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Sixteen Million People
Danny Spooner sang Don Henderson's Sixteen Million People on his 2007 CD of fairly contemporary Australian songs, Emerging Tradition. He noted:
I remember falling about myself when I first heard Don Henderson sing this at the Troubadour in Sydney when Australia only had sixteen million population. The experience of being mistaken for someone else might be common enough, but Don's exquisite sense of humour and imagination suggests endless possibilities.
Danny Spooner sings Sixteen Million People
Have you ever had the feeling, being introduced to someone,
You think that you’ve already met.
But you really can’t be certain, 'cause the names aren't familiar
But there’s something about the face you can’t forget.
And it turns out that really, after quite a bit of talking,
You went to kindergarten and such,
And the people that surround you, there’s only sixteen million
And sixteen million people isn’t much.
Well you walk into a bar and a bloke says, “G’day Charlie.”
And you tell him that Charlie’s not yer name,
And he says that he is sorry but he thought yer name was Charlie,
But he reckons that he knows yer just the same.
And it turns out that his sister’s married to your uncle’s second cousin,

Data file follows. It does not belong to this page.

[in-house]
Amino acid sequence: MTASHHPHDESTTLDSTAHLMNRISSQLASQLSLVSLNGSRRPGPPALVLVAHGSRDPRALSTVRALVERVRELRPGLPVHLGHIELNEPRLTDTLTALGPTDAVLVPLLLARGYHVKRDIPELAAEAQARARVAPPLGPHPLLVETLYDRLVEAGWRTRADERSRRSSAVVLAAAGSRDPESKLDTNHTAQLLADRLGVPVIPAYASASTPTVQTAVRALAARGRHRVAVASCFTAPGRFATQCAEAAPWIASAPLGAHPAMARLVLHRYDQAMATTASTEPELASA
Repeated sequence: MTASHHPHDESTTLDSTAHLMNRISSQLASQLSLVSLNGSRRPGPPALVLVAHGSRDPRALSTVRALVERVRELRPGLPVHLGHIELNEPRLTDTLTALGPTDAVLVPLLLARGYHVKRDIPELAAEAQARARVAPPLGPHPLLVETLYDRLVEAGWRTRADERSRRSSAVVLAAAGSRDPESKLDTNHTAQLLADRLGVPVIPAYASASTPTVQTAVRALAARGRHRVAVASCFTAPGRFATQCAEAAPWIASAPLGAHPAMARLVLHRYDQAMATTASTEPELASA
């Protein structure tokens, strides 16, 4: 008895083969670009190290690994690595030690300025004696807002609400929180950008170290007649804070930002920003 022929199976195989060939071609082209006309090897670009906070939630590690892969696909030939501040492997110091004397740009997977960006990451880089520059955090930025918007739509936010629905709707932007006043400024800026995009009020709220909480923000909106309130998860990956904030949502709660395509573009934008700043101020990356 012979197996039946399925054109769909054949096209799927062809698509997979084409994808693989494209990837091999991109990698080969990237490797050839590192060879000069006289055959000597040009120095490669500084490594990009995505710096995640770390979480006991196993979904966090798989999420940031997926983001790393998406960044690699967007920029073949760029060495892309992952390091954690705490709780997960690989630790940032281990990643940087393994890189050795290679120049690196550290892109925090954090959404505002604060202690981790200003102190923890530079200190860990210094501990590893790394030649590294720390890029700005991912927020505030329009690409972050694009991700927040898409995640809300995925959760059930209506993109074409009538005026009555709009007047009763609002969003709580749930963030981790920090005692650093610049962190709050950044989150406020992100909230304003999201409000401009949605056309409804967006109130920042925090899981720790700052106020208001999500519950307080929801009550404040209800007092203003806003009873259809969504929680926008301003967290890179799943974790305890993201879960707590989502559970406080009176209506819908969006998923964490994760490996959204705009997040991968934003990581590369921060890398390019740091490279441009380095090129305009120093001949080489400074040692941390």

Yes, of course now he remembers you,
You were seated four rows down at the table in a grey suit
At the wedding in nineteen fifty-two.
Well, you’re at the country-dance and you’re dancin’ with a stranger
To tell the truth you wouldn’t know from Eve,
But with faint heart and all that stuff you say, “’aven’t we met somewhere?”
And she says, “Why yes! I do believe.”
And it turned out that once you were on a train to Brisbane
And it didn’t have a dining car, don’t cry,
And she was the waitress at South Grafton Station
And you ordered black coffee and a pie.
Well, you are in the one horse town and the horse has long since bolted,
There’s nothing but a hotel and a jail,
And a copper and a publican and a liver-coloured kelpie
And the dog comes up to you and wags his tail.
Now it turns out that really the dog’s never met yer
Just thought that he’d come over and say hi!
But the copper and the publican, they reckon they both know yer
But they didn’t want to say so, they were shy.